The anti-race education movement has been firing up school board meetings, midterm primary races and conservative media most intensely within the last two years. It's led to heated debates about whether children are being taught about the long history of racial oppression and the fight for equality in schools.
However, critical race theorists, educators and some parents say that opponents are actively distorting what the theory is in order to reverse progress made in diversity and racial equity.
"The whitewashing of history, the banning of books, the silencing of diverse voices do everything to rob students of the truth of our history, and do everything to plant the seeds of white supremacy," Kim Anderson, executive director of the National Education Association, told ABC News.
They say basic lessons on the movements for civil rights, LGBTQ rights, gender equality and more may no longer be explored and discussed in classrooms due to these laws.
"The vocal minority has been radicalized by folks who seek to divide us for political gain," Anderson said. "They are politically motivated attempts to divide Americans and distract us from what is really going on in this country which is that too many of us are struggling to make ends meet."
Without these lessons, some educators argue, attacks against historically marginalized groups may continue to rise.
A document allegedly left behind by the 18-year-old alleged Buffalo shooter that authorities said detailed his racist plans, highlights the growing threat of white supremacist extremism in the U.S.
In it, he allegedly expressed racist and antisemitic motives and espoused white supremacist conspiracy theories about the changing demographics of America. In the document analyzed by ABC News, he said his beliefs were cultivated through information on the internet in recent years.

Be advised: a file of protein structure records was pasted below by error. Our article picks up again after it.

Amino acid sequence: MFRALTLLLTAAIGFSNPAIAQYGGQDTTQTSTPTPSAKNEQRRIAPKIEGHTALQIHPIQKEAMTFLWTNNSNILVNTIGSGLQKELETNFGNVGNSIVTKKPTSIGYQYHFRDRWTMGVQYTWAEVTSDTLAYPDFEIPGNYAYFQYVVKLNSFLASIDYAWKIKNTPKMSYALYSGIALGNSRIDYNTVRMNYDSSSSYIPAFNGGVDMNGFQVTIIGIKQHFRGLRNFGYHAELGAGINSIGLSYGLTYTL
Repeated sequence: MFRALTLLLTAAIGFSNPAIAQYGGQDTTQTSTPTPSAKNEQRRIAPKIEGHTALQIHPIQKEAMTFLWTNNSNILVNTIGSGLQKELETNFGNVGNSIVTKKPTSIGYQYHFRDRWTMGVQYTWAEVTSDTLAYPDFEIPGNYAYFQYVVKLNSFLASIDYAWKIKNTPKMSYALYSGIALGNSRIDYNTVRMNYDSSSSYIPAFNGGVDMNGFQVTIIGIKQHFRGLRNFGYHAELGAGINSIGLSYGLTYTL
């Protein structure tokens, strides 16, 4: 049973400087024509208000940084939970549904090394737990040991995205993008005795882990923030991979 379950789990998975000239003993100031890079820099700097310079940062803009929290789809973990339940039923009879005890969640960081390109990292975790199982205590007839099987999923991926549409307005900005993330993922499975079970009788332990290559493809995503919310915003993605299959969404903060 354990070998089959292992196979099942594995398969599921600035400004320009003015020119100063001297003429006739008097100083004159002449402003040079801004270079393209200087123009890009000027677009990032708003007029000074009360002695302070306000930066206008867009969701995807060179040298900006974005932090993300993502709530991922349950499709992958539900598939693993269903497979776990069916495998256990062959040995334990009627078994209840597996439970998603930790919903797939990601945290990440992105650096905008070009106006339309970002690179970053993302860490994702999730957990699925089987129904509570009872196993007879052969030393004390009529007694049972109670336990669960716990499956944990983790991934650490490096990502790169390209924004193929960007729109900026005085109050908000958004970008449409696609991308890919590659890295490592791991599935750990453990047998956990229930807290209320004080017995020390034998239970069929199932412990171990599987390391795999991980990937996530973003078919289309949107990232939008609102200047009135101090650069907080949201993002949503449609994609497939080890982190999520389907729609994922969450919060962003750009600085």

Elana Yaron Fishbein, founder and president of anti-race education group No Left Turn in Education, told ABC News that she does not believe that anti-racism efforts are a solution to white supremacist extremism seen in Buffalo.
"The divisive ideology of 'anti-racism' only creates more racial division and blame, not less," said Fishbein. "It actually calls for fighting racism with more racism. How does that heal our society and bring us together?"
"No one who understands the history of this country, and the values that make it exceptional, would ever commit a horrific act of violence like the tragedy in Buffalo," Fishbein said.
However, Ronda Taylor Bullock, the lead curator of the anti-racism advocacy organization We Are, argues that educators need to educate students about racial inclusion and equality so they are informed before they encounter radical, racist ideals.
"Someone feeling guilty [about racial inequality] is not the equivalent of Black people being murdered by a white supremacist," Bullock told ABC News.
"I'm wondering how many more examples like this one, do we need to affirm that anti-racism work must be a part of our educational system? … We have to acknowledge that racism is divisive and anti-racism is not," Bullock added.
Taking race out of education could fuel white nationalism, some educators say originally appeared on abcnews.go.com